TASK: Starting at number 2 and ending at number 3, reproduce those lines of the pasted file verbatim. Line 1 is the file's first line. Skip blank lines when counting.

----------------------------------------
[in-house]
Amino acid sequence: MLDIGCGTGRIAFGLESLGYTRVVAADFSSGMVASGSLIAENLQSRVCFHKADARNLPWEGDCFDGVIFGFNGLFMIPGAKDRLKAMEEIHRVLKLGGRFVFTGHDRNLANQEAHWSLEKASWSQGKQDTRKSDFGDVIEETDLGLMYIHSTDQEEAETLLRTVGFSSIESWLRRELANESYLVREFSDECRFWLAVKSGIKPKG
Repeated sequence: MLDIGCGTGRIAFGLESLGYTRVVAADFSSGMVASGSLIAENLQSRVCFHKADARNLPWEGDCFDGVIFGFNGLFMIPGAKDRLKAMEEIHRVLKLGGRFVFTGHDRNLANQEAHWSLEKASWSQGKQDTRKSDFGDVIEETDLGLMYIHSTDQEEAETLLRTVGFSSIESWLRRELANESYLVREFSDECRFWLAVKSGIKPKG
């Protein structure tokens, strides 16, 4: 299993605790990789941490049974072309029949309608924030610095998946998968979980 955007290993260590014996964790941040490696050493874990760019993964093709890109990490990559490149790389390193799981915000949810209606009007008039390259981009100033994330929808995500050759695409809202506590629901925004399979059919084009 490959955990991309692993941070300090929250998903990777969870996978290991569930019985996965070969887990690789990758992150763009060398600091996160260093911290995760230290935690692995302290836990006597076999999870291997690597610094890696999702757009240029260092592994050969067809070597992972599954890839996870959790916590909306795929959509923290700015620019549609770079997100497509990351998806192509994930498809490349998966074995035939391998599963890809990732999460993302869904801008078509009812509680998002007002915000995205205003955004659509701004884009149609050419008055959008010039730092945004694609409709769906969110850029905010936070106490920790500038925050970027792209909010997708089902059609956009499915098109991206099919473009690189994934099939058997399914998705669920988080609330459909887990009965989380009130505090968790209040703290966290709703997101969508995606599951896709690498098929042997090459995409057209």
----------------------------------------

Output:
Amino acid sequence: MLDIGCGTGRIAFGLESLGYTRVVAADFSSGMVASGSLIAENLQSRVCFHKADARNLPWEGDCFDGVIFGFNGLFMIPGAKDRLKAMEEIHRVLKLGGRFVFTGHDRNLANQEAHWSLEKASWSQGKQDTRKSDFGDVIEETDLGLMYIHSTDQEEAETLLRTVGFSSIESWLRRELANESYLVREFSDECRFWLAVKSGIKPKG
Repeated sequence: MLDIGCGTGRIAFGLESLGYTRVVAADFSSGMVASGSLIAENLQSRVCFHKADARNLPWEGDCFDGVIFGFNGLFMIPGAKDRLKAMEEIHRVLKLGGRFVFTGHDRNLANQEAHWSLEKASWSQGKQDTRKSDFGDVIEETDLGLMYIHSTDQEEAETLLRTVGFSSIESWLRRELANESYLVREFSDECRFWLAVKSGIKPKG